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The present invention relates to medical electrodes that are applied to a patient's skin for obtaining electrophysiological biopotential signals such as EEG or ECG signals. Specifically, the present invention relates to a unitary, multi-electrode sensor for such purposes and to a method for making same.
Electrodes applied to the skin of a patient are commonly employed to non-invasively obtain biopotential signals useful in determining a physiological condition or functioning of a patient. As the anatomy of mammalian skin presents a high electrical impedance and decreases the magnitude and the signal to noise ratio of the biopotential signal obtained by the electrode, it is common to abrade the skin and/or apply electrolytic gel to the skin before using the electrode to improve the electrical characteristics of the signal. See, for example, U.S. Pat. Nos. 5,305,746 and 6,032,064. These steps are time consuming, particularly when a number of electrodes are being applied to the patient. The '746 patent shows a disposable pre-gelled self-prepping electrode which is said to provide good electrical contact while reducing the work of removing the outer layer of skin and wetting the skin with electrolytic gel. The '064 patent shows a disposable pre-gelled, three electrode array. Both the electrode shown in the '746 patent and that shown in the '064 patent will have a finite shelf life as the electrolytic gel will dry out with time.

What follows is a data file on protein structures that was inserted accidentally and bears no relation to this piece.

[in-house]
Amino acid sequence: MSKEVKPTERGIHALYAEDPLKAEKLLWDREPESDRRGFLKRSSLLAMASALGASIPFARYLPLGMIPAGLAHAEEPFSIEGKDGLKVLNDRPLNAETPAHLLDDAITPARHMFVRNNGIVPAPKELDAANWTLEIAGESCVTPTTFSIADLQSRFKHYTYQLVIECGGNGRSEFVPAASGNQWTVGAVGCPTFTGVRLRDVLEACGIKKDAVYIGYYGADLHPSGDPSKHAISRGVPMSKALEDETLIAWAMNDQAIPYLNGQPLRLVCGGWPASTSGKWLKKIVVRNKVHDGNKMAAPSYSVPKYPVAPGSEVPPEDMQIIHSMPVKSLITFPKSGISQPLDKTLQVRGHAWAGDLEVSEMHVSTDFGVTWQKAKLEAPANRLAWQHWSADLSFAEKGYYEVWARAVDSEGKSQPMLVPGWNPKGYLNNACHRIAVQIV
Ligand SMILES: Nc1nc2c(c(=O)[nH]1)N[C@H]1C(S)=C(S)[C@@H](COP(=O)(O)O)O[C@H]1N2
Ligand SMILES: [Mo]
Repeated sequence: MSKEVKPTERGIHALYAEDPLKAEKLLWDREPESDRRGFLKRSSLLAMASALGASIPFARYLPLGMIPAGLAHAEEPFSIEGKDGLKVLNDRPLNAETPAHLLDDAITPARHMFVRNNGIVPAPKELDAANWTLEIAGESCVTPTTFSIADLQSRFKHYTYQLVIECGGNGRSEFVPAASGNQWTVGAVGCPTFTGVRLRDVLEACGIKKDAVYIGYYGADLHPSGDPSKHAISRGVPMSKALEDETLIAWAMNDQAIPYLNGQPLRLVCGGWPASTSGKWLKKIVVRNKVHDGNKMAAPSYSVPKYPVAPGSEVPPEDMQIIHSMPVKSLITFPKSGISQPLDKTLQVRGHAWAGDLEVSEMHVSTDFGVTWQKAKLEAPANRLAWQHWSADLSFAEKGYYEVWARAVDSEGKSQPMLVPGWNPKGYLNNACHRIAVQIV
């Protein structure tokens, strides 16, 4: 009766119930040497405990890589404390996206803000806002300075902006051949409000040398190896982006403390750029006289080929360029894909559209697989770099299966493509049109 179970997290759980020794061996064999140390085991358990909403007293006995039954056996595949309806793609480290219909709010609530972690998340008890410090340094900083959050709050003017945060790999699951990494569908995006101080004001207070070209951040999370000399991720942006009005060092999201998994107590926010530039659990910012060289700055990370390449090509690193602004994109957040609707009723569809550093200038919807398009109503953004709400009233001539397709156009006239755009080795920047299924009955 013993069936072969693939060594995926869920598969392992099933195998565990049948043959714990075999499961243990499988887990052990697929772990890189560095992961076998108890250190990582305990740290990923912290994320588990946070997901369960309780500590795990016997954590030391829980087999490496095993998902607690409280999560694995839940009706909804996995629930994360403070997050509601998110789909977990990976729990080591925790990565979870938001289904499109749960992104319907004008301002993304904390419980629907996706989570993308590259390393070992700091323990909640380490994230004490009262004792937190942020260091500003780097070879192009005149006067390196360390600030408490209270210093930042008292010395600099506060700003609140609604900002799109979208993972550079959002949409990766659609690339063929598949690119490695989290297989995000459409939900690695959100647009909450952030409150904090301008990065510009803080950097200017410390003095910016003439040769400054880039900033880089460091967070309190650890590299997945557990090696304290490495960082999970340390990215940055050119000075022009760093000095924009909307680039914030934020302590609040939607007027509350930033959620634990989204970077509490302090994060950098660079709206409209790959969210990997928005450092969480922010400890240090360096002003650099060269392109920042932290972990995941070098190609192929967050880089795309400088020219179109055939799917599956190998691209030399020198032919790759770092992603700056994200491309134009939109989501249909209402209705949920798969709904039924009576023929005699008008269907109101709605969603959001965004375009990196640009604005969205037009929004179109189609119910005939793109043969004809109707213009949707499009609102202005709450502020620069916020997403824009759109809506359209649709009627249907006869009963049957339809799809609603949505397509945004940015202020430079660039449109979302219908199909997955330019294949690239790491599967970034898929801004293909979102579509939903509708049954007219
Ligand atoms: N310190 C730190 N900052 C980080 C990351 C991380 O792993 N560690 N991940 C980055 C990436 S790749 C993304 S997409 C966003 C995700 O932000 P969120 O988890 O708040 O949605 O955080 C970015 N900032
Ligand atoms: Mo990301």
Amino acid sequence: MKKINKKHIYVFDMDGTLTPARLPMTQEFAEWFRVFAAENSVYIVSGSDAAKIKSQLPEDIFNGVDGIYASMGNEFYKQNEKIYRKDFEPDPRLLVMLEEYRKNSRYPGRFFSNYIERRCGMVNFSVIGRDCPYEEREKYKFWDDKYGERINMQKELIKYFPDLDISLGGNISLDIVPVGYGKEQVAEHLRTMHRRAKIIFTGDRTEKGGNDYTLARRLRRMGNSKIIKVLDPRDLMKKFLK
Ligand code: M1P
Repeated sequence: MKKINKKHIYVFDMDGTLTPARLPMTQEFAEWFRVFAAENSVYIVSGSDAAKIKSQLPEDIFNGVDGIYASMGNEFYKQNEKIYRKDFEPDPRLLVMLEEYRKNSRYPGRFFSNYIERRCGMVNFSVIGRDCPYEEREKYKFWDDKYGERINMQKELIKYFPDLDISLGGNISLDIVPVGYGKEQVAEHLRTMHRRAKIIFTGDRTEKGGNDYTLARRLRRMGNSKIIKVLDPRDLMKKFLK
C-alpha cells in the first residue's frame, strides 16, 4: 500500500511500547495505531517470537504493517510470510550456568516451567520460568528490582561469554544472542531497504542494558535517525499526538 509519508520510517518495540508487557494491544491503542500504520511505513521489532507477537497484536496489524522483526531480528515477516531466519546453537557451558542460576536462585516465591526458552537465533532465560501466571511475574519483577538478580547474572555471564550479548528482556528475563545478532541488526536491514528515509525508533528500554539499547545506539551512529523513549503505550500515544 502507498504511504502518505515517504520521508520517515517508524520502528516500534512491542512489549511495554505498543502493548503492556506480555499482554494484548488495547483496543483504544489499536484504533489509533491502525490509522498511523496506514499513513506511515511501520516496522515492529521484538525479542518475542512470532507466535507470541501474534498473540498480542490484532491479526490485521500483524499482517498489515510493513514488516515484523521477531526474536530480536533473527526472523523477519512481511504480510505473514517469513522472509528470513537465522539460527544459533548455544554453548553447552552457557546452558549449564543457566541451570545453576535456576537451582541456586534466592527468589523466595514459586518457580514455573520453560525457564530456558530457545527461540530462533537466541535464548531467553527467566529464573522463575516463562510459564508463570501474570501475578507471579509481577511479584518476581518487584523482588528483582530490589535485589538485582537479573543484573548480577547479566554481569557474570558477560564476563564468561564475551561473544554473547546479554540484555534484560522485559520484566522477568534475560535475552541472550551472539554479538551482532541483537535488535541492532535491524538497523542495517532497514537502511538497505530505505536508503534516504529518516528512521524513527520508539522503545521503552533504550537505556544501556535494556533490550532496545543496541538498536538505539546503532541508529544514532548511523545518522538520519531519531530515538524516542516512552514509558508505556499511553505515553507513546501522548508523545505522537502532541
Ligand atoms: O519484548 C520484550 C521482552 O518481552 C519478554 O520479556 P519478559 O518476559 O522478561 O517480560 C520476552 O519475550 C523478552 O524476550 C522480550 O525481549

Another approach to improved electrode performance is to form needles on the electrode that penetrate the outer layer of the skin, thereby to reduce the electrode-skin impedance. See, for example, published PCT patent applications WO 01/52730 and WO 01/52731 and the articles Micromachined Electrodes for Biopotential Measurements, Griss et al., Journal of Microelectromechanical Systems, Vol. 10, No. 1, March 2001 and Characterization of Micromachined Spiked Biopotential Electrodes, Griss et al. in IEEE Transactions on Biomedical Engineering, Vol. 49, No. 6, June 2002. These references describe miniature needles micromachined on the surface of a silicon substrate and covered with a silver/silver chloride layer. The length of the spikes is typically 150 micrometers (μm) and the thickness is approximately 30 μm. See also U.S. Pat. No. 6,334,856 showing a device of similar configuration for use in drug delivery.